Over the past couple of years, my brother from San Diego has made the drive up to Grand Canyon for Thanksgiving.
He was planning to head up again this year, but car problems prevented the trip. Instead, my son and I spent Thanksgiving alone.
We had been invited over to a friend's house down in Williams. But I opted to just make a small Thanksgiving dinner at home. Nothing big — turkey breast, mashed potatoes and gravy, sweet potatoes with marshmallows, stuffing and cherry pie.
Many families enjoy getting together with loved ones for a day of fun, football and food. Members of my family are spread out from Broken Bow, Neb., to Lake Los Angeles, Calif. So, sometimes it's difficult to get away for only a few days.
Although it was just the two of us, it turned out to be one of my favorite Thanksgivings.
The computer was not turned on. I stayed away from writing stories for a day. We spent the entire day together, making the food, getting stuffed, rough-housing around the house and making popcorn.
Late in the afternoon, I decided we should start our own Thanksgiving tradition — putting up the Christmas tree.
The tree, the artificial kind I purchased just last year, was out in the shed. I dragged it out there after last Christmas without even taking it apart. So when I got it out, there were no branches to put in, although they were a little bent up and needed to be reshaped.
The Christmas decorations came in the house as well. It was my job to put the hooks on the decorations and it was Brandon's job to put them on the tree.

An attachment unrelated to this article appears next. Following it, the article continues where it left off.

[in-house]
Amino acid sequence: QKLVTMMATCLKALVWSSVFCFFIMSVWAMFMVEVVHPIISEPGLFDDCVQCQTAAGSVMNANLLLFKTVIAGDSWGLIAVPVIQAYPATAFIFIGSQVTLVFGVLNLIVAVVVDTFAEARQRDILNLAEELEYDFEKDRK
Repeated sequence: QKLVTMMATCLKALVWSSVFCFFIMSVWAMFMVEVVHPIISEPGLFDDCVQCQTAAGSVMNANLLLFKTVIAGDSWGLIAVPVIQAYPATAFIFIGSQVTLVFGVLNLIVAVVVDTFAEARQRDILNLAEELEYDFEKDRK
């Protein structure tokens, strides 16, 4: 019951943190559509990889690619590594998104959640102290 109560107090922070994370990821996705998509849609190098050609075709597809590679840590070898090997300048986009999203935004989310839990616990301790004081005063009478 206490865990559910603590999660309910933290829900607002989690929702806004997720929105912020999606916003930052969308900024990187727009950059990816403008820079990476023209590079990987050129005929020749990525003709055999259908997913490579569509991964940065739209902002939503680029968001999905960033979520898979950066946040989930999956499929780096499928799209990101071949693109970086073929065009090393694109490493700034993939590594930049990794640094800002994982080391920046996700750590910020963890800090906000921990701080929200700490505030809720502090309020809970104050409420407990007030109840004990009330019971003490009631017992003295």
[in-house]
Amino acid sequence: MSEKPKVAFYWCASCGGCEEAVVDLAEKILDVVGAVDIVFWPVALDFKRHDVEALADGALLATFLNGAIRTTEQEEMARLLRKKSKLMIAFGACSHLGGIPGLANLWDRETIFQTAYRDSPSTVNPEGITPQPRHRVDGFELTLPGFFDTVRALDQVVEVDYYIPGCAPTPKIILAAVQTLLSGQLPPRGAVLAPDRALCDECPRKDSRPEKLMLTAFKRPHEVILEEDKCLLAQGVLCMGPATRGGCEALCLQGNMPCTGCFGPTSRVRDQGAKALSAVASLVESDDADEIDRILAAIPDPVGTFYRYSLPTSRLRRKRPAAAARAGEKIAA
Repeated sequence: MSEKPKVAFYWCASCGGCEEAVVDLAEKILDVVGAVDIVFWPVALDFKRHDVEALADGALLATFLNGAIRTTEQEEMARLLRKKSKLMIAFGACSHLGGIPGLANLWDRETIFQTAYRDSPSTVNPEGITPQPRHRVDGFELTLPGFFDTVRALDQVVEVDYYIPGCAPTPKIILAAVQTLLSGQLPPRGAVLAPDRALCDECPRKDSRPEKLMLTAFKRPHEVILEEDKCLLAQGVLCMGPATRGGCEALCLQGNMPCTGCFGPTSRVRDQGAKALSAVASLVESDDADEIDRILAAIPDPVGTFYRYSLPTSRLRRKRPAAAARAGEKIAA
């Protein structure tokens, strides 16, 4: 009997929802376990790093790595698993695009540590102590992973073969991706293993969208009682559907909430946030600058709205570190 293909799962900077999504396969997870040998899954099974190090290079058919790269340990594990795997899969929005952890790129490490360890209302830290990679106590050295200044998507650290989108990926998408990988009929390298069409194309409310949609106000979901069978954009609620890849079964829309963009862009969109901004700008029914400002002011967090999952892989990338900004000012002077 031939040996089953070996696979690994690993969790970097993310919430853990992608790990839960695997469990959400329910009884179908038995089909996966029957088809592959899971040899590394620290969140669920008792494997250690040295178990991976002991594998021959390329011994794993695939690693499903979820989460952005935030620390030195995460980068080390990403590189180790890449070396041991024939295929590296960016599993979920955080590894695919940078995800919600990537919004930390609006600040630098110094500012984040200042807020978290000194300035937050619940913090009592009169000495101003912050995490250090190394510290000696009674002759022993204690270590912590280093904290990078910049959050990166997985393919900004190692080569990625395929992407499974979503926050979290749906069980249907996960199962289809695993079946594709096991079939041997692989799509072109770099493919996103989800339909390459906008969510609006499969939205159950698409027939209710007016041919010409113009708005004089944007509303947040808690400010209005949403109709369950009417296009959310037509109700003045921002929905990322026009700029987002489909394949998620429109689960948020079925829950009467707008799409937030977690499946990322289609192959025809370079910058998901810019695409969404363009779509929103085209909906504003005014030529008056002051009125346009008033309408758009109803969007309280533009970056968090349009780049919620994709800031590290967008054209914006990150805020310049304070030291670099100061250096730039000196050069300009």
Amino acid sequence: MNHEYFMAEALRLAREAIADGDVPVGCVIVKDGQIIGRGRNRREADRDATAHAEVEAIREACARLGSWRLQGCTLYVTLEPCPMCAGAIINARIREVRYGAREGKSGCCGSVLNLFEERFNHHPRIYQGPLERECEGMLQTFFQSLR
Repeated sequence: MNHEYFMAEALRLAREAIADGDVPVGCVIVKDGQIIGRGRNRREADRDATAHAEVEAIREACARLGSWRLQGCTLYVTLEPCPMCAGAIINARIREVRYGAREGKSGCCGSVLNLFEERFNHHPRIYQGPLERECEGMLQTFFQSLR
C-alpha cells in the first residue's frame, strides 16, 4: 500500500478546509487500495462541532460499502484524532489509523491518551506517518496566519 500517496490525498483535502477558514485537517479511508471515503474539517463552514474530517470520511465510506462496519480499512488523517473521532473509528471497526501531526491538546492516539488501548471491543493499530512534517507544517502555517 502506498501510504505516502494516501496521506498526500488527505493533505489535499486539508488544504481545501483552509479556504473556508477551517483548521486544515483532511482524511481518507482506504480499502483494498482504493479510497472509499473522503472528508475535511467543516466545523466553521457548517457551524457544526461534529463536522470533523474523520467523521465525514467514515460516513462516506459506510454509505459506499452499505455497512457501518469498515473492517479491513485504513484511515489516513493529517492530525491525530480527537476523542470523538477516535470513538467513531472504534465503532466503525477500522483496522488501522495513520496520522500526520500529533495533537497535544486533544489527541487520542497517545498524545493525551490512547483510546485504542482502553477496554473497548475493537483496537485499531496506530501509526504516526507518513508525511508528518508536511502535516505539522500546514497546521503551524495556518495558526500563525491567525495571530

It was fun watching Brandon at work. He took over supervision of the project, talking aloud about where each decoration should be placed on the tree.
He kept in mind the higher spots on the tree and asked me a number of times to hang decorations in those bare areas.
The lights were also my job. A decoration Brandon made in kindergarten last year was placed on top of the tree.
Then we shut off all the lights in the house and turned on the tree. Not bad for a couple of bachelors.
The rest of the evening, we pretty much just sat around doing nothing. But you know, that's a nice thing to do every once in a while. We both seem to lead hectic lives and a lazy day was welcomed.
It's really the last calm time in our lives until January. The month of December ends up being a blur every year with all of the events to cover for the newspaper.
The next morning, Brandon got up and was disappointed to see no presents under the tree. I had to get out the calendar to explain just when Christmas arrives. I'm not sure if he enjoyed my little explanation.
I don't know if we'll spend all of our Thanksgivings alone in the future, we probably will not. But it was a pretty nice holiday.
(Brad Fuqua is editor of the Grand Canyon News).